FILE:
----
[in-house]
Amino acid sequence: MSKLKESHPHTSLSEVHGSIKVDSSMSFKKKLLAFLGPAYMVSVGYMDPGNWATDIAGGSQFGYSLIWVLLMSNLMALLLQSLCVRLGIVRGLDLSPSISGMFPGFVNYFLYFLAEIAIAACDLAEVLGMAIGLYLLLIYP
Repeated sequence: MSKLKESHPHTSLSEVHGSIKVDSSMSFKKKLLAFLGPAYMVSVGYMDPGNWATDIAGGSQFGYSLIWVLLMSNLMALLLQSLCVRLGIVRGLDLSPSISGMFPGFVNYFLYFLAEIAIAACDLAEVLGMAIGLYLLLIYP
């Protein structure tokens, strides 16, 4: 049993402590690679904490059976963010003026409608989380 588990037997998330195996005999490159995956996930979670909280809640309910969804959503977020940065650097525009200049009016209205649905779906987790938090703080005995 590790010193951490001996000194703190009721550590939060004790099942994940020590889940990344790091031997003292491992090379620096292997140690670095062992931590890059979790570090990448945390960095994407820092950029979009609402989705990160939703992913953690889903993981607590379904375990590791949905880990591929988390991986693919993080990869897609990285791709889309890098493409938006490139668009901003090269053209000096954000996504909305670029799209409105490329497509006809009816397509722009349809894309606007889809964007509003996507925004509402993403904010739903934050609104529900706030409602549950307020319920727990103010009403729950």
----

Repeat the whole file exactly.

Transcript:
[in-house]
Amino acid sequence: MSKLKESHPHTSLSEVHGSIKVDSSMSFKKKLLAFLGPAYMVSVGYMDPGNWATDIAGGSQFGYSLIWVLLMSNLMALLLQSLCVRLGIVRGLDLSPSISGMFPGFVNYFLYFLAEIAIAACDLAEVLGMAIGLYLLLIYP
Repeated sequence: MSKLKESHPHTSLSEVHGSIKVDSSMSFKKKLLAFLGPAYMVSVGYMDPGNWATDIAGGSQFGYSLIWVLLMSNLMALLLQSLCVRLGIVRGLDLSPSISGMFPGFVNYFLYFLAEIAIAACDLAEVLGMAIGLYLLLIYP
């Protein structure tokens, strides 16, 4: 049993402590690679904490059976963010003026409608989380 588990037997998330195996005999490159995956996930979670909280809640309910969804959503977020940065650097525009200049009016209205649905779906987790938090703080005995 590790010193951490001996000194703190009721550590939060004790099942994940020590889940990344790091031997003292491992090379620096292997140690670095062992931590890059979790570090990448945390960095994407820092950029979009609402989705990160939703992913953690889903993981607590379904375990590791949905880990591929988390991986693919993080990869897609990285791709889309890098493409938006490139668009901003090269053209000096954000996504909305670029799209409105490329497509006809009816397509722009349809894309606007889809964007509003996507925004509402993403904010739903934050609104529900706030409602549950307020319920727990103010009403729950």